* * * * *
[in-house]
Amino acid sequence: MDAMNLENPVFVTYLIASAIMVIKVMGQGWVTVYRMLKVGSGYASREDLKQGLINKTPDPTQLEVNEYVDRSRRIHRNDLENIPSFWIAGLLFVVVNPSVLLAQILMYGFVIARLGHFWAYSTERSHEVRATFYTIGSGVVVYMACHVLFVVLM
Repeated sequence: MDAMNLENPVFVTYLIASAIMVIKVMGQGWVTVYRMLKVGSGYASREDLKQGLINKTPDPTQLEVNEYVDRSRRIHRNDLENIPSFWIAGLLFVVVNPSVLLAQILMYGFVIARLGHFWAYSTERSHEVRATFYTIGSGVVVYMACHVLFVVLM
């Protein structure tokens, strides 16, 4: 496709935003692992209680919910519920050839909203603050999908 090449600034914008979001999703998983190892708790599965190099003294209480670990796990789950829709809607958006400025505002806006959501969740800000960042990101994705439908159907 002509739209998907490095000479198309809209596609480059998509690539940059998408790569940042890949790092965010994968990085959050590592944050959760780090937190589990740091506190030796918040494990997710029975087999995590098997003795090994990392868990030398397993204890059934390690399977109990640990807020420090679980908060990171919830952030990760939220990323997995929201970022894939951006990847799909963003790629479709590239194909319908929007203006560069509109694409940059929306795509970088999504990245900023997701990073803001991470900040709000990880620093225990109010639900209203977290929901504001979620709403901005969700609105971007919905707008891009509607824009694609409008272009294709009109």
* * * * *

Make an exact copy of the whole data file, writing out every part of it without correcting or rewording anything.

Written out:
[in-house]
Amino acid sequence: MDAMNLENPVFVTYLIASAIMVIKVMGQGWVTVYRMLKVGSGYASREDLKQGLINKTPDPTQLEVNEYVDRSRRIHRNDLENIPSFWIAGLLFVVVNPSVLLAQILMYGFVIARLGHFWAYSTERSHEVRATFYTIGSGVVVYMACHVLFVVLM
Repeated sequence: MDAMNLENPVFVTYLIASAIMVIKVMGQGWVTVYRMLKVGSGYASREDLKQGLINKTPDPTQLEVNEYVDRSRRIHRNDLENIPSFWIAGLLFVVVNPSVLLAQILMYGFVIARLGHFWAYSTERSHEVRATFYTIGSGVVVYMACHVLFVVLM
């Protein structure tokens, strides 16, 4: 496709935003692992209680919910519920050839909203603050999908 090449600034914008979001999703998983190892708790599965190099003294209480670990796990789950829709809607958006400025505002806006959501969740800000960042990101994705439908159907 002509739209998907490095000479198309809209596609480059998509690539940059998408790569940042890949790092965010994968990085959050590592944050959760780090937190589990740091506190030796918040494990997710029975087999995590098997003795090994990392868990030398397993204890059934390690399977109990640990807020420090679980908060990171919830952030990760939220990323997995929201970022894939951006990847799909963003790629479709590239194909319908929007203006560069509109694409940059929306795509970088999504990245900023997701990073803001991470900040709000990880620093225990109010639900209203977290929901504001979620709403901005969700609105971007919905707008891009509607824009694609409008272009294709009109």